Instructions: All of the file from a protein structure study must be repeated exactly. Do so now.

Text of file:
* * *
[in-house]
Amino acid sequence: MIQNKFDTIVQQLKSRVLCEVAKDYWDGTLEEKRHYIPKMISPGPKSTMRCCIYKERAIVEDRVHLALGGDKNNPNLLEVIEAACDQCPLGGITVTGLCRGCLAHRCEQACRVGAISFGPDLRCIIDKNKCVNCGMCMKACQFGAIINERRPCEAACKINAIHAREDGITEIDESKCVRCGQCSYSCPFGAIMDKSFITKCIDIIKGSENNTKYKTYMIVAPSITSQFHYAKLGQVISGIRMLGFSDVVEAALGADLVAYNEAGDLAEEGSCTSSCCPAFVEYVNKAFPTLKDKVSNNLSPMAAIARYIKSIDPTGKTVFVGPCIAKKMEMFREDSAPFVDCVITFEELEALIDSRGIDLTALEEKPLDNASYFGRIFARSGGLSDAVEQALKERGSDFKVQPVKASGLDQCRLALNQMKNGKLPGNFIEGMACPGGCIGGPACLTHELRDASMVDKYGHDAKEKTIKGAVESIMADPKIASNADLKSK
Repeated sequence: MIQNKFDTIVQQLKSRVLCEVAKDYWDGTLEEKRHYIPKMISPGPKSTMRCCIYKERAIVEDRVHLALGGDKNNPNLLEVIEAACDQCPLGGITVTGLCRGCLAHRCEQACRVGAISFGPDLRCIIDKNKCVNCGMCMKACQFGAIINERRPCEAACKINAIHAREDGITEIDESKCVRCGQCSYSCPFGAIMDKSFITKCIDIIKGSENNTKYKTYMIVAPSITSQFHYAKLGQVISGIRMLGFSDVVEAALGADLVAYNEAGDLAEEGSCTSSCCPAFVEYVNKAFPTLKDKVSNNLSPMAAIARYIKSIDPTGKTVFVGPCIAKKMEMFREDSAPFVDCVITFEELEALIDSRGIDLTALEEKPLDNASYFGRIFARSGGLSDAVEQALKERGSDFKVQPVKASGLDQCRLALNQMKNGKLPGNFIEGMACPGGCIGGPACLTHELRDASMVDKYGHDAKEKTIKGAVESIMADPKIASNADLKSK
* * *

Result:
[in-house]
Amino acid sequence: MIQNKFDTIVQQLKSRVLCEVAKDYWDGTLEEKRHYIPKMISPGPKSTMRCCIYKERAIVEDRVHLALGGDKNNPNLLEVIEAACDQCPLGGITVTGLCRGCLAHRCEQACRVGAISFGPDLRCIIDKNKCVNCGMCMKACQFGAIINERRPCEAACKINAIHAREDGITEIDESKCVRCGQCSYSCPFGAIMDKSFITKCIDIIKGSENNTKYKTYMIVAPSITSQFHYAKLGQVISGIRMLGFSDVVEAALGADLVAYNEAGDLAEEGSCTSSCCPAFVEYVNKAFPTLKDKVSNNLSPMAAIARYIKSIDPTGKTVFVGPCIAKKMEMFREDSAPFVDCVITFEELEALIDSRGIDLTALEEKPLDNASYFGRIFARSGGLSDAVEQALKERGSDFKVQPVKASGLDQCRLALNQMKNGKLPGNFIEGMACPGGCIGGPACLTHELRDASMVDKYGHDAKEKTIKGAVESIMADPKIASNADLKSK
Repeated sequence: MIQNKFDTIVQQLKSRVLCEVAKDYWDGTLEEKRHYIPKMISPGPKSTMRCCIYKERAIVEDRVHLALGGDKNNPNLLEVIEAACDQCPLGGITVTGLCRGCLAHRCEQACRVGAISFGPDLRCIIDKNKCVNCGMCMKACQFGAIINERRPCEAACKINAIHAREDGITEIDESKCVRCGQCSYSCPFGAIMDKSFITKCIDIIKGSENNTKYKTYMIVAPSITSQFHYAKLGQVISGIRMLGFSDVVEAALGADLVAYNEAGDLAEEGSCTSSCCPAFVEYVNKAFPTLKDKVSNNLSPMAAIARYIKSIDPTGKTVFVGPCIAKKMEMFREDSAPFVDCVITFEELEALIDSRGIDLTALEEKPLDNASYFGRIFARSGGLSDAVEQALKERGSDFKVQPVKASGLDQCRLALNQMKNGKLPGNFIEGMACPGGCIGGPACLTHELRDASMVDKYGHDAKEKTIKGAVESIMADPKIASNADLKSK